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Amphibole is a group of silicate minerals with prismatic crystal shapes, found in a wide range of geological environments. Its members have varying compositions and applications, making amphiboles significant in both scientific and industrial contexts.

Amphibole. Al Copley photo.

MinDat Amphibole

Amphibole is a group of complex silicate minerals that are characterized by their long, thin, and prismatic crystal shapes. These minerals are part of the larger family of inosilicates, which have a structure composed of chains of linked silicate tetrahedra. Amphiboles have a broad range of compositions, and individual minerals within the group can vary in chemical makeup.

Amphiboles are commonly found in a variety of geological settings, including igneous, metamorphic, and sedimentary rocks. They often form in response to high-temperature and high-pressure conditions during the Earth’s geological history. Amphiboles can also be a major component of certain types of volcanic rocks and are associated with hydrothermal alteration of minerals.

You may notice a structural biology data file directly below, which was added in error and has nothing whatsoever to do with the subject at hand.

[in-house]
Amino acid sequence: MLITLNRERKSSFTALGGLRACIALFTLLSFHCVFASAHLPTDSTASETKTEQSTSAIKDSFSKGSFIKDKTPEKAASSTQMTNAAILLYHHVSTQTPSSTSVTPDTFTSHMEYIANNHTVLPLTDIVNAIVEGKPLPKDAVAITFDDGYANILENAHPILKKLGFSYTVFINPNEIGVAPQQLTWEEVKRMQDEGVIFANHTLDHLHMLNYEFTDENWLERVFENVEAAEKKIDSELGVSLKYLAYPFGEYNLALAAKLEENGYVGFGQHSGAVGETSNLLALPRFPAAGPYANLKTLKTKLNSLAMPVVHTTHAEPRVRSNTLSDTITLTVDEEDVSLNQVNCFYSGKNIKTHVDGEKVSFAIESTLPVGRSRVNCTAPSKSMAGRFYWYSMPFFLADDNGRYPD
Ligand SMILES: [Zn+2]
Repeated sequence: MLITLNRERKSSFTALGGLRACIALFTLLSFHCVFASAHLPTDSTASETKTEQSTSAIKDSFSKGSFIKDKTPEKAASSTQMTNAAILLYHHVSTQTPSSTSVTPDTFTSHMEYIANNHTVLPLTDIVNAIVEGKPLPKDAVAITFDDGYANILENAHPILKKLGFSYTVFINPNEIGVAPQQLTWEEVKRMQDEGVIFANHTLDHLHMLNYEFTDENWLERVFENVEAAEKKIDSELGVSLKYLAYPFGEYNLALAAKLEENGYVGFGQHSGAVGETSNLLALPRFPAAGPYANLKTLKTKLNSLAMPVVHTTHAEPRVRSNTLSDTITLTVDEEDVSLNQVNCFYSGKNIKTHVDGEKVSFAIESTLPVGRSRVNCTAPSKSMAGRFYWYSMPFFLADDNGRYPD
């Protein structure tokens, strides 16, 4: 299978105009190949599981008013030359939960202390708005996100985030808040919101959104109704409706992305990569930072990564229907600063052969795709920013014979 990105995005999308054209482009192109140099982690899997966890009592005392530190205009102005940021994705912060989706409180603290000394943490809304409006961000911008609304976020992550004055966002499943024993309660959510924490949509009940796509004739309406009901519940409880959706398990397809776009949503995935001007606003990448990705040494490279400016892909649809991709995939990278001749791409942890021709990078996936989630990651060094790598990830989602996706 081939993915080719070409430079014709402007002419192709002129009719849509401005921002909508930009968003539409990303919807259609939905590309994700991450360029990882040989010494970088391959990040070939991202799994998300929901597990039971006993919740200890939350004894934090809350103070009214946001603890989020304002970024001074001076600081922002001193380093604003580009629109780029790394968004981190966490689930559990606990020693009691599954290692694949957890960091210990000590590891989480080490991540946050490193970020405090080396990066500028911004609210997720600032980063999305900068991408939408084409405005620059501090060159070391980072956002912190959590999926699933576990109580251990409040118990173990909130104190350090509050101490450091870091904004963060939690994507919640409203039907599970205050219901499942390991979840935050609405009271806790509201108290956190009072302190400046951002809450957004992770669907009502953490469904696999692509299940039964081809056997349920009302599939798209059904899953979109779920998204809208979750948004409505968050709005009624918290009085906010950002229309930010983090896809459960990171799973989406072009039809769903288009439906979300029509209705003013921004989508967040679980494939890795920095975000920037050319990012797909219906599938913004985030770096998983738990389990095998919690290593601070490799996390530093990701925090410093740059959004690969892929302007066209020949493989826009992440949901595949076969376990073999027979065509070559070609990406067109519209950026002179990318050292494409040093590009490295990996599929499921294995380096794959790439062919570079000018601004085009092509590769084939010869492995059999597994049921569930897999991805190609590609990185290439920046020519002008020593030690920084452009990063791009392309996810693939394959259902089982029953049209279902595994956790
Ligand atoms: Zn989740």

The amphibole group includes several well-known minerals, such as hornblende, actinolite, tremolite, and anthophyllite, among others. Each of these minerals has slightly different compositions and properties, but they all share the general characteristics of elongated prismatic crystal shapes and a common structural arrangement.

Amphiboles have various applications and are used in fields such as geology, construction, and industry. In geology, the presence of amphiboles in rocks can provide valuable information about the conditions under which the rocks formed and the geological history of a region. In construction, certain types of amphiboles are used as decorative stones and ornamental materials. Asbestos, a type of fibrous amphibole mineral, was used in the past for its heat-resistant properties but is now recognized as a health hazard due to its association with respiratory diseases.